Prosecutors disputed this, arguing that the beating went beyond acceptable levels of force.
The jury, which contained no black members, found the four police officers not guilty of all but one minor charge. This verdict was the major spark that ignited the infamous 1992 Los Angeles riots, during which 63 people were killed, more than 2000 injured and countless businesses were burned to the ground.
The killing of George Floyd
Nearly 30 years later, with the world consumed by the COVID-19 pandemic, images circulated on social media showing a Minneapolis police officer kneeling on the neck of a black man for several minutes until he became unconscious.
George Floyd, 46, had been arrested after having allegedly attempted to purchase a pack of cigarettes with a fake $20 bill. Minneapolis police officers claimed that Mr Floyd actively resisted being handcuffed when they arrived on the scene, yet body cameras worn by the officers show that he then became cooperative. It was when the officers tried to put the already-handcuffed Mr Floyd into their police car that a confrontation ensued. At this point, Mr Floyd resisted being placed inside the car, reportedly saying that he felt claustrophobic. According the official report, this led Mr Floyd to fall to the ground, where he remained face-down with his hands handcuffed behind his back.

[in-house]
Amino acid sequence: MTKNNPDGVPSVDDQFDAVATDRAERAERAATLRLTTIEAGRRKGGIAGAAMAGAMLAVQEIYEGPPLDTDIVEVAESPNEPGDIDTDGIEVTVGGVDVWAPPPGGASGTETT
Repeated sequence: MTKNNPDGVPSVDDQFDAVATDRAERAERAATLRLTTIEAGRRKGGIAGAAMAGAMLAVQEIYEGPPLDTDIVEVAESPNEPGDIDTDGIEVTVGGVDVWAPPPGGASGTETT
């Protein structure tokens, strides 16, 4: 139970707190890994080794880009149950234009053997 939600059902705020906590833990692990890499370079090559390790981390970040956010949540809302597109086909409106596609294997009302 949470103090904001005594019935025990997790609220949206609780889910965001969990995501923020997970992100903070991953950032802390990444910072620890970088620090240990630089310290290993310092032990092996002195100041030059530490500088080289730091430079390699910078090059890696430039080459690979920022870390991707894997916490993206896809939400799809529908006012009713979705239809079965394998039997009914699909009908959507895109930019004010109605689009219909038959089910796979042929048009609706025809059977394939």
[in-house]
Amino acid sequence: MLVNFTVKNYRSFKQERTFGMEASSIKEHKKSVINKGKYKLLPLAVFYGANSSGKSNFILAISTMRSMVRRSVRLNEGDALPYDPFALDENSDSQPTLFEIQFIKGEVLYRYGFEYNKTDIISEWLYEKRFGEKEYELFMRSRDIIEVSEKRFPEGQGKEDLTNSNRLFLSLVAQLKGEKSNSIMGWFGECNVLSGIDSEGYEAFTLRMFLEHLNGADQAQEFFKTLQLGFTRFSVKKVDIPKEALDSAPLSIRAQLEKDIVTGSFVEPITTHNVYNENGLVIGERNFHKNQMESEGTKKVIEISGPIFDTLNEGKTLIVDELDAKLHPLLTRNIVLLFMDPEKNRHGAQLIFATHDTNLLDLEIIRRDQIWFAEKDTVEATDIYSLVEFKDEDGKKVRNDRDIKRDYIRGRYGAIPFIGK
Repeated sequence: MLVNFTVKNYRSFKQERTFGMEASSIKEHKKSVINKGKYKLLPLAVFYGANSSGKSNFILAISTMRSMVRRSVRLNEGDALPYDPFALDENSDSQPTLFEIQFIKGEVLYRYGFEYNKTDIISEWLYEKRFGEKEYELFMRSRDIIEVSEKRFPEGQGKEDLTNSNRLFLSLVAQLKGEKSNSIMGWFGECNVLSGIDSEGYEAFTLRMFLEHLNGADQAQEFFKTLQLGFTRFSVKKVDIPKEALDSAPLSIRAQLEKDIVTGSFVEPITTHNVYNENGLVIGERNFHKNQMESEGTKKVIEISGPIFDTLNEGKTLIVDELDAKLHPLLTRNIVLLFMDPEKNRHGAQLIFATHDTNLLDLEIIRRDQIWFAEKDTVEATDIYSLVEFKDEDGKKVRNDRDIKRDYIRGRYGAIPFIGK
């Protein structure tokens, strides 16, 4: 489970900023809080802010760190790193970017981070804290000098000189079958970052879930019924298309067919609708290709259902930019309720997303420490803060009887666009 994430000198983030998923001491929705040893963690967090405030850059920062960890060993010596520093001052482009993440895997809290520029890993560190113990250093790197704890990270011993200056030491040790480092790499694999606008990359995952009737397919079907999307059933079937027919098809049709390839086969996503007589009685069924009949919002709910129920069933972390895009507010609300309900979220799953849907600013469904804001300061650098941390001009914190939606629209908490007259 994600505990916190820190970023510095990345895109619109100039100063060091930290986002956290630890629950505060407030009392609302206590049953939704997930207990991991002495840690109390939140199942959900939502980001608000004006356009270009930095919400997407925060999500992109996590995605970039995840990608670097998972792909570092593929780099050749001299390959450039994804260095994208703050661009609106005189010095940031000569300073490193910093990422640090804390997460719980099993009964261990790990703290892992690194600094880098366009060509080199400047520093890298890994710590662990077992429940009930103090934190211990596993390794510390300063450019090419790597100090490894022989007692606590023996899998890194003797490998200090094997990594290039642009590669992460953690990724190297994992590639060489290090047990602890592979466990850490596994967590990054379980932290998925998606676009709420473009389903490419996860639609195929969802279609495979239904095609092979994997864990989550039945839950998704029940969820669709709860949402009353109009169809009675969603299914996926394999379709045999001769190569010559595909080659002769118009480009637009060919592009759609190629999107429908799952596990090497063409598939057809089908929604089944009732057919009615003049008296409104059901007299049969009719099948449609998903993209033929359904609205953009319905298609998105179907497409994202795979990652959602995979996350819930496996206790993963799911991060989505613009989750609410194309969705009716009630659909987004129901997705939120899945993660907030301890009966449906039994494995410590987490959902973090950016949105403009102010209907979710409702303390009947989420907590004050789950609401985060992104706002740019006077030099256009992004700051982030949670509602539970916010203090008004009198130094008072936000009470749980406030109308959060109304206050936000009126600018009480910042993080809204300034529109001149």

It is from this point that onlookers began to film the incident as they became concerned by Mr Floyd’s increasingly distressed state. Police officer Derek Chauvin then proceeded to kneel on Mr Floyd’s neck for more than nine minutes despite him repeatedly calling out that he was unable to breath. After about six minutes, Mr Floyd became non-responsive and bystanders urged the police to check if he had a pulse. A few minutes later Mr Chauvin removed his knee from the neck of Mr Floyd, who was rushed to hospital by ambulance. However, he was officially pronounced dead less than an hour afterwards.